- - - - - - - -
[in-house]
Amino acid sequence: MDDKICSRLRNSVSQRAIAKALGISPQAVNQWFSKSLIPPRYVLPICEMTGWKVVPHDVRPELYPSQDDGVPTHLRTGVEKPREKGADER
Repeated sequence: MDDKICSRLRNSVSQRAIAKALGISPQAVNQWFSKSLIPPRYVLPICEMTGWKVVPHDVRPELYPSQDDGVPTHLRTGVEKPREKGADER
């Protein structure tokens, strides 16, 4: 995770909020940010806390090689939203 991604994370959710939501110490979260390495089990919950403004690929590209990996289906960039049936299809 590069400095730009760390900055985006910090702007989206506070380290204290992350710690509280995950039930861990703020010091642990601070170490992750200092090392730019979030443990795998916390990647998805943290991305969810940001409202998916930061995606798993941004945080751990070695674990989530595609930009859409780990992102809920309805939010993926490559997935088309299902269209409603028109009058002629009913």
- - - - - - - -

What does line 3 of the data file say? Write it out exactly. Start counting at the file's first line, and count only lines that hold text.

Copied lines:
Repeated sequence: MDDKICSRLRNSVSQRAIAKALGISPQAVNQWFSKSLIPPRYVLPICEMTGWKVVPHDVRPELYPSQDDGVPTHLRTGVEKPREKGADER